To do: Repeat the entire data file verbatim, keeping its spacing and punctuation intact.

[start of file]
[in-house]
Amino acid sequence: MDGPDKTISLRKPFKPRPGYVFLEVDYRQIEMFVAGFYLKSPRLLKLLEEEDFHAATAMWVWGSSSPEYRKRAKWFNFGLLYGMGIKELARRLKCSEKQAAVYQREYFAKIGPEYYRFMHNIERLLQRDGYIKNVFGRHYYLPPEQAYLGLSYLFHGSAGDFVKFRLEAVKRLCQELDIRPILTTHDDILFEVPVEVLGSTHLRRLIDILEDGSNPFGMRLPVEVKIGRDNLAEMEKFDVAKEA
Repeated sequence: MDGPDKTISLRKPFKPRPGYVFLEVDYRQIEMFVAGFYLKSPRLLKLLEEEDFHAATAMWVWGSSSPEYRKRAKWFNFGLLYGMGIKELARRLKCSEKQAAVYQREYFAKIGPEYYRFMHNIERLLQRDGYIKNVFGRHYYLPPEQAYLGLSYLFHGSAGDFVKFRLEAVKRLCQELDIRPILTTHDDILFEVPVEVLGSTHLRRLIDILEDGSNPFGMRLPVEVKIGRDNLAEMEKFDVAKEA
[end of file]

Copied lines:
[in-house]
Amino acid sequence: MDGPDKTISLRKPFKPRPGYVFLEVDYRQIEMFVAGFYLKSPRLLKLLEEEDFHAATAMWVWGSSSPEYRKRAKWFNFGLLYGMGIKELARRLKCSEKQAAVYQREYFAKIGPEYYRFMHNIERLLQRDGYIKNVFGRHYYLPPEQAYLGLSYLFHGSAGDFVKFRLEAVKRLCQELDIRPILTTHDDILFEVPVEVLGSTHLRRLIDILEDGSNPFGMRLPVEVKIGRDNLAEMEKFDVAKEA
Repeated sequence: MDGPDKTISLRKPFKPRPGYVFLEVDYRQIEMFVAGFYLKSPRLLKLLEEEDFHAATAMWVWGSSSPEYRKRAKWFNFGLLYGMGIKELARRLKCSEKQAAVYQREYFAKIGPEYYRFMHNIERLLQRDGYIKNVFGRHYYLPPEQAYLGLSYLFHGSAGDFVKFRLEAVKRLCQELDIRPILTTHDDILFEVPVEVLGSTHLRRLIDILEDGSNPFGMRLPVEVKIGRDNLAEMEKFDVAKEA